Social Philosophy

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By Michael J. Thompson

Does Marxism own a moral impulse? Is there an ethical starting place that underpins the Marxist critique of capitalism and the imaginative and prescient for social growth? The essays accrued in developing Marxist Ethics: Critique, Normativity, Praxis argue that there's such a moral grounding for Marxist idea. The essays, each one from varied vantage issues, build what a Marxian ethics should still appear like: what sort of values will be on the middle of the Marxian enterprise.

Contributors are: Dan Albanese, Paul Blackledge, Bob Cannon, Tony Burns, Ian Fraser, Ruth Groff, Wadood Hamad, Christoph Henning, Peter Hudis, Lauren Langman, George E. McCarthy, Sean Sayers, Michael J. Thompson, and Lawrence Wilde.

Biographical note
Michael J. Thompson, Ph.D. is affiliate Professor of Political thought within the division of Political technological know-how, William Paterson college, USA.

Readership
Readers attracted to this e-book may be these following Marxist concept and philosophy, severe social conception, serious conception, ethical philosophy, moral idea and political idea.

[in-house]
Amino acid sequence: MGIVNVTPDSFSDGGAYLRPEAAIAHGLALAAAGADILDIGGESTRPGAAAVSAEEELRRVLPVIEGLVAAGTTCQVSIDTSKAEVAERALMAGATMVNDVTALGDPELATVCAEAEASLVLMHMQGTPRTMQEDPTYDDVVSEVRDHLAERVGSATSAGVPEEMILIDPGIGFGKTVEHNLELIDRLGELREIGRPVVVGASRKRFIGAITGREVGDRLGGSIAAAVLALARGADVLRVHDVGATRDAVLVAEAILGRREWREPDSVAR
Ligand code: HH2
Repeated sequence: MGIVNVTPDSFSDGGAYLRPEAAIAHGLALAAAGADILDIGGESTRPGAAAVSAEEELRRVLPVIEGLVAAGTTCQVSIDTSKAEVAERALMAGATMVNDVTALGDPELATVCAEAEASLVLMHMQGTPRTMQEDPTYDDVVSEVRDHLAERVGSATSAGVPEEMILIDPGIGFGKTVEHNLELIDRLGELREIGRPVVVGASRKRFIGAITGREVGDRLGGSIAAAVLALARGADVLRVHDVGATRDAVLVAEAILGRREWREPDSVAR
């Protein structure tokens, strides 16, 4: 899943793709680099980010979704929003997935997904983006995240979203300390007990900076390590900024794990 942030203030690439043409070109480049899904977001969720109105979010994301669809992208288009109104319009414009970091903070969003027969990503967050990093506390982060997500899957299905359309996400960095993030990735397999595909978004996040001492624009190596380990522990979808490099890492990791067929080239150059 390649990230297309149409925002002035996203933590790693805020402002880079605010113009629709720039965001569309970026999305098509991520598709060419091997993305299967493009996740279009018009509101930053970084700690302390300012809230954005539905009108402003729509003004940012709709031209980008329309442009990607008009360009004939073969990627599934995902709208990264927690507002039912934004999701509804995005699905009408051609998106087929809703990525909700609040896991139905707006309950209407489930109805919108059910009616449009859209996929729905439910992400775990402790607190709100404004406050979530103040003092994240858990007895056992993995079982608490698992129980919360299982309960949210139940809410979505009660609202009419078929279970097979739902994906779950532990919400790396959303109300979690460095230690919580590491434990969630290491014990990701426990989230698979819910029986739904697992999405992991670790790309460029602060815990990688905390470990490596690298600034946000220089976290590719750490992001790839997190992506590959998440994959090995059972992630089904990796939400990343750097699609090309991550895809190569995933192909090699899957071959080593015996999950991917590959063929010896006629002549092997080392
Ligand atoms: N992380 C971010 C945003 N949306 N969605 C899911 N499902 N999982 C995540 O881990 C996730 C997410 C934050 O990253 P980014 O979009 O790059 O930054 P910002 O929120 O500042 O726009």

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Additional info for Constructing Marxist Ethics: Critique, Normativity, Praxis

Example text

He argues in the Manuscripts that workers are The Idea of the “Struggle for Recognition” 39 “depressed spiritually and physically to the condition of a machine” (26). ”15 In the Manuscripts the young Marx suggests, then, not only that capitalist society can be thought of as being a machine, or “the Machine,” but also that, within it, individual human beings have been reduced to the status of robots, automata or, as the colloquial saying would have it, “cogs” in that machine. 17 As a result, workers are of course dehumanized in the process – or by the process.

Frederick Neuhouser and Alan E. ) (New York: Columbia University Press, 2014); Istvan Meszaros, Marx’s Theory of Alienation. (London: Merlin Press, 1972); Bertell Ollman, Alienation: Marx’s Conception of Man in Capitalist Society (Cambridge: Cambridge University Press, 1971); Sean Sayers, Marx and Alienation: Essays on Hegelian Themes (London: Palgrave, 2011); Richard Schacht, Alienation (London: Allen & Unwin, 1971). Dan Swain, Alienation: An Introduction to Marx’s Theory (London: Bookmarks, 2012).

In another sense also, therefore, Marx thinks that “labour is external to the worker” (69). That is to say, it “does not belong to,” or is not a reflection of “his intrinsic nature” (69). Unlike the case of the medieval craftsman, the labour of the proletarian in a capitalist society is not a creative act, an expression of one’s own self or personality. On this view, work has become, rather, more of a “mechanical” activity. It is dull, boring, routine, repetitive, and so on. The phrase, “the hired hand,” captures this very well.

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